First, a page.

As Gareth Southgate left the England camp for the final time at the end of Euro 2020, a rather difficult question entered his head. The manager had been reflecting on the racial abuse that Marcus Rashford, Bukayo Saka and Jadon Sancho had suffered after missing penalties in the final.
“When I left the Grove that day, I couldn’t help but feel ‘have I created this situation here for the boys?’”
It is obviously a hugely unfair burden to place on himself, since his job dictates that he give players professional responsibility. But it also points to the increasing complexities that come with being England manager, and to how the outside world influences what happens on the pitch. The match on Tuesday against Germany in the Nations League has only put these complexities in sharper focus.
There is first of all the concern over potential trouble with fans in Munich, which runs alongside the more serious issue of supposed supporters racially abusing players.
Meanwhile, Germany have confirmed that they will take the knee with England on Tuesday to raise awareness about racial inequality. There is then, of course, the history of the fixture, and the history of penalties, which saw Southgate discuss what is a hugely complicated subject in a wide-ranging sit-down with the written press.
The England manager went on to say he banished that initial question from his thoughts, but admitted it all adds another “layer of complexity” to the job.
“It wouldn’t be right to not pick the players you think are best to take them because of what the possible consequences of them missing would be. I’ve got to pick them on the belief they are going to score.”
A core question, however, is whether the potential for even worse abuse than usual now enters the heads of some players who step up.
“We’re goosed, then,” Southgate said, in a mock tone solely to underscore the seriousness of the issue. “We’ve got 55 years of talking about penalties and everything else. So we’ve now got another layer that’s going to make it extremely difficult for us to win anything.”
It was put to the England manager that, unlike his miss in 1996, the Euro 2020 trio were not criticised for their technique but their skin colour.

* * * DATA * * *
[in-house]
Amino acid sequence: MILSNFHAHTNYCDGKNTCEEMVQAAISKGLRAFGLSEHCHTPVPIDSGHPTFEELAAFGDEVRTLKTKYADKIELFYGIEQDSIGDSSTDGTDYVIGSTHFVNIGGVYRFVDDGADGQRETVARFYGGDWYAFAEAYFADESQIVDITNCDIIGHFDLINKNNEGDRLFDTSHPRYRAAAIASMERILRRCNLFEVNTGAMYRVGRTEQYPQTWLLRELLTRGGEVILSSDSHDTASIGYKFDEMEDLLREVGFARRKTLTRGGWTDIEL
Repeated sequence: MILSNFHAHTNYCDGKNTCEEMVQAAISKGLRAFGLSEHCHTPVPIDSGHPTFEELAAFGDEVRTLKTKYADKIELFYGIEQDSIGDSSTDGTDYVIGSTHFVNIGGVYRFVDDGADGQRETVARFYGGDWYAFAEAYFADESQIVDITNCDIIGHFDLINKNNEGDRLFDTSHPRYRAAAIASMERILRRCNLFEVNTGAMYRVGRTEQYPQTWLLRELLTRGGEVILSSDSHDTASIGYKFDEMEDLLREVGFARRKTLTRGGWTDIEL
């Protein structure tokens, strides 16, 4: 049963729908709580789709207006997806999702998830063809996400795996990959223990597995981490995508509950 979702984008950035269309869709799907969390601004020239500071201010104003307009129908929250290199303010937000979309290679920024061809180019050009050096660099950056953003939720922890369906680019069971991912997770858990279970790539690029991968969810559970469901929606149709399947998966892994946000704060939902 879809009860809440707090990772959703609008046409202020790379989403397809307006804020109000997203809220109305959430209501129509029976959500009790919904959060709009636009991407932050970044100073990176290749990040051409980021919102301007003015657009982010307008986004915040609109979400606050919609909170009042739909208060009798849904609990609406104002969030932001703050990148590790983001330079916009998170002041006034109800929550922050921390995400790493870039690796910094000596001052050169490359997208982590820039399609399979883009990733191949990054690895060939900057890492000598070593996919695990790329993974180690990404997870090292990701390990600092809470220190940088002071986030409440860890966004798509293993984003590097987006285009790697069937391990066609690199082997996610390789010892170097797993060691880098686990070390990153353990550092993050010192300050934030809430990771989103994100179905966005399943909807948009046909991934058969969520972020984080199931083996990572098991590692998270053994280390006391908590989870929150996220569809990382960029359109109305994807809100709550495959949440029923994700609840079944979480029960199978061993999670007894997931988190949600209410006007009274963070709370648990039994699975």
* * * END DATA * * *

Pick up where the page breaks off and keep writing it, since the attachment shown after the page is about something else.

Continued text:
“We know that’s ludicrous. We know that’s outrageous to even think about. I’m trying to balance whether the question is about the racism itself, which is abhorrent and unacceptable, and what you’re identifying, that there’s another layer of complexity in making that decision. We went through a process of preparing for penalties. We’ve definitely reviewed that.
“Some of the boys have taken more with their clubs. Reece James has, I think, had four in shoot-outs this year. Trent [Alexander-Arnold] has had two. Bukayo has now taken a couple for his club, which were massively courageous moments that epitomised what he’s about.
“But indirectly, we have created another layer of difficulty in overcoming a penalty shoot-out. I have got to take all of those things into consideration and it is incredibly complex.
“One of the things that was very clear was that all the other big nations had far more who take regularly for their club. We only had [Harry] Kane and Rashford, who was the second one in after Bruno Fernandes [at Manchester United] really.
“We have got to do that work. Maybe they are getting some practice with clubs, which Chelsea and Liverpool definitely did this year. But we’ve got to cover that work in our camps on the days we can and make it really focused and specific. We’re doing what we can. Psychology is definitely a part of it and I have to be aware of all of those things.”